Editor’s Note: A previous version of this story incorrectly stated that Cocoon was founded by Nico Hamacher ’15, not Renee Jenkinson. The article has been corrected.
Cocoon Youth Storytelling will hold its third live storytelling event at the Mission Theater on March 10 at 6 p.m. The event will feature eight storytellers from four different high schools. Storytellers will share personal stories, live, without notes, all on the theme of acceptance.
Cocoon was founded in 2014 by Renee Jenkinson. Based on the Moth Radio Hour, Cocoon was created in order to provide high school students with a place to share personal experiences and learn the art of storytelling. Cocoon hosts events every few months at which youth storytellers may pitch ideas. After the pitch, students workshop their stories with storyteller and Catlin Gabel teacher Renee Jenkinson, and ultimately get to share their stories at a live event.
“If we can get up there, step outside of our comfort zone, do something that we normally wouldn’t, and share maybe some very intimate details with one another… having a place for that is so important,” says the co-producer of the upcoming show Regan Magee ’18 on why Cocoon is important to her.
“Telling stories is one of the oldest crafts around and is still just as pertinent today as it was 500 years ago,” says the co-producer of the upcoming show Katie McClannan ’18. “By sharing stories you can learn, teach, laugh, relate, and entertain.”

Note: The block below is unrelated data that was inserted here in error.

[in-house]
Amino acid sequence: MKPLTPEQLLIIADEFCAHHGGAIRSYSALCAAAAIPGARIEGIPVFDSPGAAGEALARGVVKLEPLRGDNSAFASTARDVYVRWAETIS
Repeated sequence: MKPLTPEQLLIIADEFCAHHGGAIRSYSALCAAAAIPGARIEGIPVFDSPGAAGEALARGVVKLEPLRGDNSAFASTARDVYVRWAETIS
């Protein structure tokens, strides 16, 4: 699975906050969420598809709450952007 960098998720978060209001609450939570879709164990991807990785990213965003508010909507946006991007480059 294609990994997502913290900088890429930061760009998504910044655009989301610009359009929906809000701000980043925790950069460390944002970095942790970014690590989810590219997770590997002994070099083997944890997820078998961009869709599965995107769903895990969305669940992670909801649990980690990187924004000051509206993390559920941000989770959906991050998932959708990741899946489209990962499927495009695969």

Cocoon’s first show, produced by Catlin Gabel Graduate Nico Hamacher ’15 in March, 2015, was an immediate success. It featured nine storytellers sharing their experiences involving risk, and hosted over 100 audience members. The second show, held at the Hollywood Theater in October of 2015, was a resounding success as well and featured seven storytellers. The theme of that night was fear.
Whether for entertainment, education, or connection, Cocoon has become widely popular.
“I participate in Cocoon because I think that storytelling is a fantastic way to reflect of the human experience and relate to others,” says McClannan. “I also just love to hear other’s
stories and being able to have greater insight on perspectives that are not my own.”
“Everyone, especially youth has a story to share,” notes Magee.
Recordings of past performances are accessible on Cocoon’s website here.
Tickets for Cocoon’s March 10 show are available here.